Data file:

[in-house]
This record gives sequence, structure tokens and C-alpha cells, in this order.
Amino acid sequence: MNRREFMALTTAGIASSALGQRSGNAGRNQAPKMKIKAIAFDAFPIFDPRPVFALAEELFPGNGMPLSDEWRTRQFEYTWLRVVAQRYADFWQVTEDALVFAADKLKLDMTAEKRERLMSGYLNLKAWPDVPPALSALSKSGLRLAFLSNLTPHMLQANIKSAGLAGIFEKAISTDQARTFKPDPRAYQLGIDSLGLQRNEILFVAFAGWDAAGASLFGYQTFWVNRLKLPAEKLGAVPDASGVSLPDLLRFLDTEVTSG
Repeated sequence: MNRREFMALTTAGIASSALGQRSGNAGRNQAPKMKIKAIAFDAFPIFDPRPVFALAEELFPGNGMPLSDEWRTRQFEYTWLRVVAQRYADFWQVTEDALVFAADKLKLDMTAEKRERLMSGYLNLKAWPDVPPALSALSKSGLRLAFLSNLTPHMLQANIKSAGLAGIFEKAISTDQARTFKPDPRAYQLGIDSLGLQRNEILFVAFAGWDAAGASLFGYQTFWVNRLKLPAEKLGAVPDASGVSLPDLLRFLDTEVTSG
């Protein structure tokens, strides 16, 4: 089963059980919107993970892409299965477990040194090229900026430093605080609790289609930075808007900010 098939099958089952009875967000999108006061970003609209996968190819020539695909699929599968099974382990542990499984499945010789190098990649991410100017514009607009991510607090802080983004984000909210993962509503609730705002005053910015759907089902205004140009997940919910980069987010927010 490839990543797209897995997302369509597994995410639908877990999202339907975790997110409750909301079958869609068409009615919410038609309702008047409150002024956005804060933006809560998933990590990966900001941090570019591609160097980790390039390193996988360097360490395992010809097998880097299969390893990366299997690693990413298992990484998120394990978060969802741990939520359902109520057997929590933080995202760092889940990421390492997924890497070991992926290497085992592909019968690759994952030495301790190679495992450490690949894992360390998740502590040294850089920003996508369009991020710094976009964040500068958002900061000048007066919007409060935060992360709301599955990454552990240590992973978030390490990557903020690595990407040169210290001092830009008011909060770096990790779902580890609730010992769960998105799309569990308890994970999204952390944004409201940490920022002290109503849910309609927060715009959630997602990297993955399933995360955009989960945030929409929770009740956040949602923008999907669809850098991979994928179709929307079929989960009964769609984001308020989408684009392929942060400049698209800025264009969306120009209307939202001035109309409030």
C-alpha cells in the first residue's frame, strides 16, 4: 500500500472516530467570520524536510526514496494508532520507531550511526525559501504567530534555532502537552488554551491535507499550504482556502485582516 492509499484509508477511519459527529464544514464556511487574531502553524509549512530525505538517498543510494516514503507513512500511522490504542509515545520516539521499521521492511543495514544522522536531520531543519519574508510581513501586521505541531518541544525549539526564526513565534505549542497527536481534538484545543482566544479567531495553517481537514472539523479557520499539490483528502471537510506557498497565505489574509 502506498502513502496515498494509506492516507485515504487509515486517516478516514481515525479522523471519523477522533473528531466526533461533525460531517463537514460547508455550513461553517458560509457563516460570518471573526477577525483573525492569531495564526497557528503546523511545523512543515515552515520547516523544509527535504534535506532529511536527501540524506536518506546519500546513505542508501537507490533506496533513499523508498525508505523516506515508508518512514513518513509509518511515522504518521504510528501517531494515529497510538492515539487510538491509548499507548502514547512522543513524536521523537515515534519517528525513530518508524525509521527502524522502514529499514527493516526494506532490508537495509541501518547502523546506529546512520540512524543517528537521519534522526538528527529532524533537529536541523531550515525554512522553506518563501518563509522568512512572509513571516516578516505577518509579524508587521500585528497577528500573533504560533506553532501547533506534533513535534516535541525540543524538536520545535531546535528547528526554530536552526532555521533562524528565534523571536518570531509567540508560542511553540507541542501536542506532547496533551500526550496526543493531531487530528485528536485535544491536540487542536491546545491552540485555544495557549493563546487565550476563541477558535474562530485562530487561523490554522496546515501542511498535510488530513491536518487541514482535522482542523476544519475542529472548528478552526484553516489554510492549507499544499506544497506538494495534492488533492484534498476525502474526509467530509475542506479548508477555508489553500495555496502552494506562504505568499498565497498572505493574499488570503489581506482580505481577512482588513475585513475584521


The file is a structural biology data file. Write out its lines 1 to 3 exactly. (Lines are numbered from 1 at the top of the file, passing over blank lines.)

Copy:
[in-house]
This record gives sequence, structure tokens and C-alpha cells, in this order.
Amino acid sequence: MNRREFMALTTAGIASSALGQRSGNAGRNQAPKMKIKAIAFDAFPIFDPRPVFALAEELFPGNGMPLSDEWRTRQFEYTWLRVVAQRYADFWQVTEDALVFAADKLKLDMTAEKRERLMSGYLNLKAWPDVPPALSALSKSGLRLAFLSNLTPHMLQANIKSAGLAGIFEKAISTDQARTFKPDPRAYQLGIDSLGLQRNEILFVAFAGWDAAGASLFGYQTFWVNRLKLPAEKLGAVPDASGVSLPDLLRFLDTEVTSG